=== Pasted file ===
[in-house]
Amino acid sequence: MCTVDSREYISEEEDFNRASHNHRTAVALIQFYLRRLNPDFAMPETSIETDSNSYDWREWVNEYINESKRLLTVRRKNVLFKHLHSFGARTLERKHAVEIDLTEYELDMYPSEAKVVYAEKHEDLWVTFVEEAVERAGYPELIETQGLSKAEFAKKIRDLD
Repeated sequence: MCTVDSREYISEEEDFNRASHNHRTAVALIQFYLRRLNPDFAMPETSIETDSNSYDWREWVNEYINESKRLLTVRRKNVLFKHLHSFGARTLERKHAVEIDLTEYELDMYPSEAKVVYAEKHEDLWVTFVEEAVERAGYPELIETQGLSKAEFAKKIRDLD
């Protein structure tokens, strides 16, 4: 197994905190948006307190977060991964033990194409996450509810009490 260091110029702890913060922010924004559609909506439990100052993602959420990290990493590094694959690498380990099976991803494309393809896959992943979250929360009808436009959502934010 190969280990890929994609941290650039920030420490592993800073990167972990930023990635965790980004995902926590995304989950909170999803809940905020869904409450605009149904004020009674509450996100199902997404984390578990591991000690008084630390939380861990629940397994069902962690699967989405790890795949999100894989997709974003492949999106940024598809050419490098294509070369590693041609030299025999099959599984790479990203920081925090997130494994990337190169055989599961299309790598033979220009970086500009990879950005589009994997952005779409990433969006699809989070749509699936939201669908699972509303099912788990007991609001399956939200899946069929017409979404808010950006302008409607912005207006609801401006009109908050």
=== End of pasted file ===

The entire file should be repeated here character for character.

[in-house]
Amino acid sequence: MCTVDSREYISEEEDFNRASHNHRTAVALIQFYLRRLNPDFAMPETSIETDSNSYDWREWVNEYINESKRLLTVRRKNVLFKHLHSFGARTLERKHAVEIDLTEYELDMYPSEAKVVYAEKHEDLWVTFVEEAVERAGYPELIETQGLSKAEFAKKIRDLD
Repeated sequence: MCTVDSREYISEEEDFNRASHNHRTAVALIQFYLRRLNPDFAMPETSIETDSNSYDWREWVNEYINESKRLLTVRRKNVLFKHLHSFGARTLERKHAVEIDLTEYELDMYPSEAKVVYAEKHEDLWVTFVEEAVERAGYPELIETQGLSKAEFAKKIRDLD
């Protein structure tokens, strides 16, 4: 197994905190948006307190977060991964033990194409996450509810009490 260091110029702890913060922010924004559609909506439990100052993602959420990290990493590094694959690498380990099976991803494309393809896959992943979250929360009808436009959502934010 190969280990890929994609941290650039920030420490592993800073990167972990930023990635965790980004995902926590995304989950909170999803809940905020869904409450605009149904004020009674509450996100199902997404984390578990591991000690008084630390939380861990629940397994069902962690699967989405790890795949999100894989997709974003492949999106940024598809050419490098294509070369590693041609030299025999099959599984790479990203920081925090997130494994990337190169055989599961299309790598033979220009970086500009990879950005589009994997952005779409990433969006699809989070749509699936939201669908699972509303099912788990007991609001399956939200899946069929017409979404808010950006302008409607912005207006609801401006009109908050």